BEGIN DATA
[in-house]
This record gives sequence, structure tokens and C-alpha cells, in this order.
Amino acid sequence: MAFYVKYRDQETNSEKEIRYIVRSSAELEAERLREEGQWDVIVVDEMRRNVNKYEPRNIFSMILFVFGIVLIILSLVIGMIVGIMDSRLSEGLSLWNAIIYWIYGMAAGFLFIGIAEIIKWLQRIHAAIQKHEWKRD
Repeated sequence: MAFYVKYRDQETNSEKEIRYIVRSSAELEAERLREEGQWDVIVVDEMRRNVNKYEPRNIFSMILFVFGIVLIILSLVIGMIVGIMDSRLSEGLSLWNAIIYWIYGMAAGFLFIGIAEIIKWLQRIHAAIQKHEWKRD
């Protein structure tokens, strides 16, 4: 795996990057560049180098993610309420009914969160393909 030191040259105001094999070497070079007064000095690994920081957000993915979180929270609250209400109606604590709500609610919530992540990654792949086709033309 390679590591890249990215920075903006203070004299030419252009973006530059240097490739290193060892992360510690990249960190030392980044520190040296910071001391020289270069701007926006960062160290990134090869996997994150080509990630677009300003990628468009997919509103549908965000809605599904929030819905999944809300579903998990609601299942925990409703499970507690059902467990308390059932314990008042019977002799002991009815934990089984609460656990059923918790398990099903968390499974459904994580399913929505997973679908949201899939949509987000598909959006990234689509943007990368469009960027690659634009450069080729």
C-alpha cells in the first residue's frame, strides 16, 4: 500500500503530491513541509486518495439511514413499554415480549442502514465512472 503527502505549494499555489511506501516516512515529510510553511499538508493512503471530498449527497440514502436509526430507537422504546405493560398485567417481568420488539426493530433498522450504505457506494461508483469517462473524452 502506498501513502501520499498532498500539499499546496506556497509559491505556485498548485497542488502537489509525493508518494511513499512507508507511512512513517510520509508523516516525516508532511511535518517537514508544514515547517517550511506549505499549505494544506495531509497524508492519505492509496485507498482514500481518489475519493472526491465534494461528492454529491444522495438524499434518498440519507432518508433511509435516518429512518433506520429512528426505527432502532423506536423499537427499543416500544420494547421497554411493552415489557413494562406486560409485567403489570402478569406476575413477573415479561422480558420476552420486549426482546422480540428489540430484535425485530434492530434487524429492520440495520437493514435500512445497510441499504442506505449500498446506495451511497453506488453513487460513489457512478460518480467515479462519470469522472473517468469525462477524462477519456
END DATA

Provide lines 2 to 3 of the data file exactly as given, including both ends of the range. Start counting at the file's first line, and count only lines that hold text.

This record gives sequence, structure tokens and C-alpha cells, in this order.
Amino acid sequence: MAFYVKYRDQETNSEKEIRYIVRSSAELEAERLREEGQWDVIVVDEMRRNVNKYEPRNIFSMILFVFGIVLIILSLVIGMIVGIMDSRLSEGLSLWNAIIYWIYGMAAGFLFIGIAEIIKWLQRIHAAIQKHEWKRD